This Is The Way The World Ends

PrintPrintEmailEmail

Because most of the current talk about environmental protection concerns the pollution of air and water by the effluents of urban populations and of industrial plants, most attention has been paid to the alleged reluctance of municipalities and manufacturers to pay the bill. Whenever I suggest that protecting the environment from a constantly growing horde of humanity will require personal sacrifice as well as a punch in the nose of General Motors, my listeners are astounded. In truth, some manufacturers have only reflex objections to pollution control, and some wholeheartedly sup- port the idea provided that their customers pay any added costs and that all competing manufacturers be similarly burdened. This would require national pollution standards for manufacturing plants, standards that would prove devilishly difficult to establish and enforce.

But establishing legal standards for plant effluents would turn out to be the easiest part of the job. It would be much more difficult to ensure that no one produced anything that could menace the environment, either in its direct use or in its eventual disposal.

Ultimately, to protect the environment from pollution by waste products generally, the manufacture of everything would have to be licensed, a cumbersome bureaucratic constraint that at the very least would severely inhibit the best of inventive capitalism along with the worst.

The unavoidable upshot of all this is that if numbers of people cannot be reduced, the natural environment will be protected only by reducing the material standards of their lives. Since the products of combustion threaten the atmosphere men breathe, the use of combustion must be kept as low as possible. This means, for only one example, that the number of internal-combustion engines must be limited and priorities assigned to their use and manufacture. If these engines in automobiles, boats, and airplanes are to be limited, then travel itself must be rationed or diverted to more efficient public conveyances. Naturally, the size of automobiles and their engines will have to be controlled along with their number.

We must recognize that the deliberate lowering of the standard of living would have to continue not only through such pleasant but relatively tangential pursuits as high-speed travel and the manufacture of nondisintegratable containers, but extend also to food, clothing, and housing. If the United States must reckon with a constantly increasing human population, it must consequently provide for a constantly increasing animal population, for our countrymen are in the habit of deriving their proteins largely from meat. The cattle and poultry, naturally, eat vegetable products in the course of manufacturing in their bodies the proteins destined for human consumption. To feed more animals would require more agriculture; which would require more fertilizers, probably more intensively used; which would cause more water pollution, among other problems.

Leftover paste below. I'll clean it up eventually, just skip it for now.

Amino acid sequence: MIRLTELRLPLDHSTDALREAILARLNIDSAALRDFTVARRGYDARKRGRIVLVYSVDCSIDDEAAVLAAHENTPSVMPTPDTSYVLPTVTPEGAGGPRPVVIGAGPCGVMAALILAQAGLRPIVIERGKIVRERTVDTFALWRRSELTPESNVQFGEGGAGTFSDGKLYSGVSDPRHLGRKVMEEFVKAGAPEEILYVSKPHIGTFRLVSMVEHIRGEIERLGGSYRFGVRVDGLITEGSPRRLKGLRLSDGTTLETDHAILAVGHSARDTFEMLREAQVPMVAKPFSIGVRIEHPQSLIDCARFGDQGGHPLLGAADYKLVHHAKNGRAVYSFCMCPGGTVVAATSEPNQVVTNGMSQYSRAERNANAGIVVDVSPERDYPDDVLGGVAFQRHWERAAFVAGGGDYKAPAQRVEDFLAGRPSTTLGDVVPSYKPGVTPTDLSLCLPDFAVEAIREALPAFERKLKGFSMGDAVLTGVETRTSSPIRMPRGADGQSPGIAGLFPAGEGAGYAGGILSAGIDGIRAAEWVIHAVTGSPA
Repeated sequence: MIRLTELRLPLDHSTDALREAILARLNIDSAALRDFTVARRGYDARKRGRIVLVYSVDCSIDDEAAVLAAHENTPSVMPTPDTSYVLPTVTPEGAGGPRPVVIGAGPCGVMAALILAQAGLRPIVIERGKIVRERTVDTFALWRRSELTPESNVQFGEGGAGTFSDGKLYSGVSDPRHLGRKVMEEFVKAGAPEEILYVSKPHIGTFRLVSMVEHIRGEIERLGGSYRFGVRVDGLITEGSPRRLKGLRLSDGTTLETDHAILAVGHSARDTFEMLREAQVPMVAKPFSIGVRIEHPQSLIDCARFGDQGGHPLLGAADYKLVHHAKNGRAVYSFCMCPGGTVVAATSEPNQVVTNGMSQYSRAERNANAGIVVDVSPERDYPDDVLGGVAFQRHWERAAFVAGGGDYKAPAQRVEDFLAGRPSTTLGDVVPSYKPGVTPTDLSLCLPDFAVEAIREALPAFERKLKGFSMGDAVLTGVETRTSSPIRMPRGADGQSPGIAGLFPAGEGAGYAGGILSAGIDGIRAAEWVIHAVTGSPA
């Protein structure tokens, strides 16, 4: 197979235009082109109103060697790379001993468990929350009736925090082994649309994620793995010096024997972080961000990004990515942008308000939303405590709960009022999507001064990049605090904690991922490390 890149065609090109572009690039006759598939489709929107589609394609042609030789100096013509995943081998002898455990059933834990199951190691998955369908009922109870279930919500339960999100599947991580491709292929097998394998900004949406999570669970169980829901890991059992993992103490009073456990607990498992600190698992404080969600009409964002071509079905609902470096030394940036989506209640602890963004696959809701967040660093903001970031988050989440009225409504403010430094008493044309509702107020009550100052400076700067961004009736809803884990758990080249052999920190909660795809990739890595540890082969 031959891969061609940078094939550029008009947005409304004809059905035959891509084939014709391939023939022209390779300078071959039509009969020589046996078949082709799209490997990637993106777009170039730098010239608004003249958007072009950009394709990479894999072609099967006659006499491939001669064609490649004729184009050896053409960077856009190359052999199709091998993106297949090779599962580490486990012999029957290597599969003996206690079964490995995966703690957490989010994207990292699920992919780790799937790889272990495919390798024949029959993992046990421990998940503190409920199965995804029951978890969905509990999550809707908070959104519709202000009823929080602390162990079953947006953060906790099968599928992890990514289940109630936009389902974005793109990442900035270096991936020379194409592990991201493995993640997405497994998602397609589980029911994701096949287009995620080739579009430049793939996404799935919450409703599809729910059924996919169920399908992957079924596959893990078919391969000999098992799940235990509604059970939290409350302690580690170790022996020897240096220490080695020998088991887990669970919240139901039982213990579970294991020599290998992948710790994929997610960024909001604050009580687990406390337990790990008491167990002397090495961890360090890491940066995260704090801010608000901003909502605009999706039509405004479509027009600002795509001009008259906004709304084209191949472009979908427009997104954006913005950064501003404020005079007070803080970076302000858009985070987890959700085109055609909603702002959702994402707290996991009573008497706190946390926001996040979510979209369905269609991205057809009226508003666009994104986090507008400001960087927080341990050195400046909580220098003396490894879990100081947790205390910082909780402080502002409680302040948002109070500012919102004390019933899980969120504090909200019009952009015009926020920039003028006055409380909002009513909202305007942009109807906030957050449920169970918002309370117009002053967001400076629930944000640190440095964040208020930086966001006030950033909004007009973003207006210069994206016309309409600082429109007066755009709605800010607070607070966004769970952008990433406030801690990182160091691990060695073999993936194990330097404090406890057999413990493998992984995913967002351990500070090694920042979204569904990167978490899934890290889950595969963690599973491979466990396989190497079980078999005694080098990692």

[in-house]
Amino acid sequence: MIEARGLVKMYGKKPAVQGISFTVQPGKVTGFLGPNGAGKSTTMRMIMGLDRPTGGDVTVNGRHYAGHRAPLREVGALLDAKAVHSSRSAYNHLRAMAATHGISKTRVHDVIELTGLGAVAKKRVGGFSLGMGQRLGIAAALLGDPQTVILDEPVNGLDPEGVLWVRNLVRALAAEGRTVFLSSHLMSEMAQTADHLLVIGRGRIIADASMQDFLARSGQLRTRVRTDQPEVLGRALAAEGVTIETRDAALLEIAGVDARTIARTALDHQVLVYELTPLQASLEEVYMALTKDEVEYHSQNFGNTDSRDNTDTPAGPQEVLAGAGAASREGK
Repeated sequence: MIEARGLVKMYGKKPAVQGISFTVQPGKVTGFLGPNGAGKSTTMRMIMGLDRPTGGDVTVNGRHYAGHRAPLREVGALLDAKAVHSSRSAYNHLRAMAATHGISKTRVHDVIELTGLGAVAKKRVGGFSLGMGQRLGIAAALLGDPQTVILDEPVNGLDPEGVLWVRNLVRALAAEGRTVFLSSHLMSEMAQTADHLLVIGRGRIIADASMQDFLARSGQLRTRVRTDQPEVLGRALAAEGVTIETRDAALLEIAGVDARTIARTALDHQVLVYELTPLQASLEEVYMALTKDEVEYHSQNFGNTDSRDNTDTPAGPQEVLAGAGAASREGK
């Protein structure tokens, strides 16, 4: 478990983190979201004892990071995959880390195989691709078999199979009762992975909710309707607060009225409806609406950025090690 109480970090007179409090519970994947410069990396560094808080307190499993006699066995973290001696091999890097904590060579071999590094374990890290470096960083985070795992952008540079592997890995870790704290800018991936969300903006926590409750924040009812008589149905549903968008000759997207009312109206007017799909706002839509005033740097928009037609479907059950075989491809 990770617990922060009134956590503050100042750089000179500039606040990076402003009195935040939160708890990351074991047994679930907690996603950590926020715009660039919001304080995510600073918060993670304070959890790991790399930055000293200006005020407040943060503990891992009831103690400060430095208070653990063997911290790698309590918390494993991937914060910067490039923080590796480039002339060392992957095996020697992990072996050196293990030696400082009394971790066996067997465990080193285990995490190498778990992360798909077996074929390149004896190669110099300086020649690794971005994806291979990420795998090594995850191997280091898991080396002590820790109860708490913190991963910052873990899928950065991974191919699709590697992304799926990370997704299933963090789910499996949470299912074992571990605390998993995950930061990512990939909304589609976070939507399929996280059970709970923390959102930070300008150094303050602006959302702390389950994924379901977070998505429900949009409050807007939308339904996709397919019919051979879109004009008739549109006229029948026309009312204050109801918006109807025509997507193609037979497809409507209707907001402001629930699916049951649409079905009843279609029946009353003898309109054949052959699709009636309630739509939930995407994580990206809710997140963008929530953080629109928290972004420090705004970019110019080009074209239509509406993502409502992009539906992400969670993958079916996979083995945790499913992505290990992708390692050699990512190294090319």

Clothing also is largely produced from animal and vegetable fibers, wool and cotton being only the prime examples. A larger population requiring additional sheep or cotton plants would also place a heavy burden on the productive capacity of the land itself, land that, incidentally, already shows signs of erosion due to overgrazing and loss of fertility due to continuous cotton production. Increased use of artificial fibers could probably make possible the abatement of wool raising, which could then be replaced by meat production. The manufacture of artificial fibers, however, is a chemical process requiring large amounts of electric power and producing harmful chemical by-products.

As for housing, the nation has announced goals of 2.6 million units per year for the next ten years, a goal that is more than double the present pace of construction. But the figure represents the minimum number of units necessary to replace housing that is currently considered officially substandard and to provide for increased population. It is beginning to become clear that the required quantity of housing cannot be built unless standards are reduced, if four hundred million people are to live in the United States by the year 2030, only sixty years from now—one current prediction. This judgment is based on the apparent fact that the ready sources of materials needed in housing construction—such as iron, nonferrous metals, limestone, clay, sand, and stone—will have become exhausted or have been protected from further exploitation in an effort to preserve the quality of the environment near man’s habitations. This has already foreclosed the use of dredged sand and terrestrial sand pits in and around the New York area, for example. In the past these sources furnished a large part of the concrete aggregates that built New York City. The more remote the material sources, the more energy must be used to transport the materials to the place they will be used (pollution again). Eventually, sheer material shortages will cut the amount of living space allowable to each individual.

Nothing about this is new; we are coming full circle. What we look forward to is a newly poverty-stricken world, a re-creation of the world in which everyone—or nearly everyone—lived before the Industrial Revolution. Then men were poor because they did not know how to exploit the natural resources of the planet. In the late twentieth century men will approach poverty again, because the remaining natural resources of the planet cannot be exploited at the old per capita rate for a new population without irreversible damage to the environment as a whole.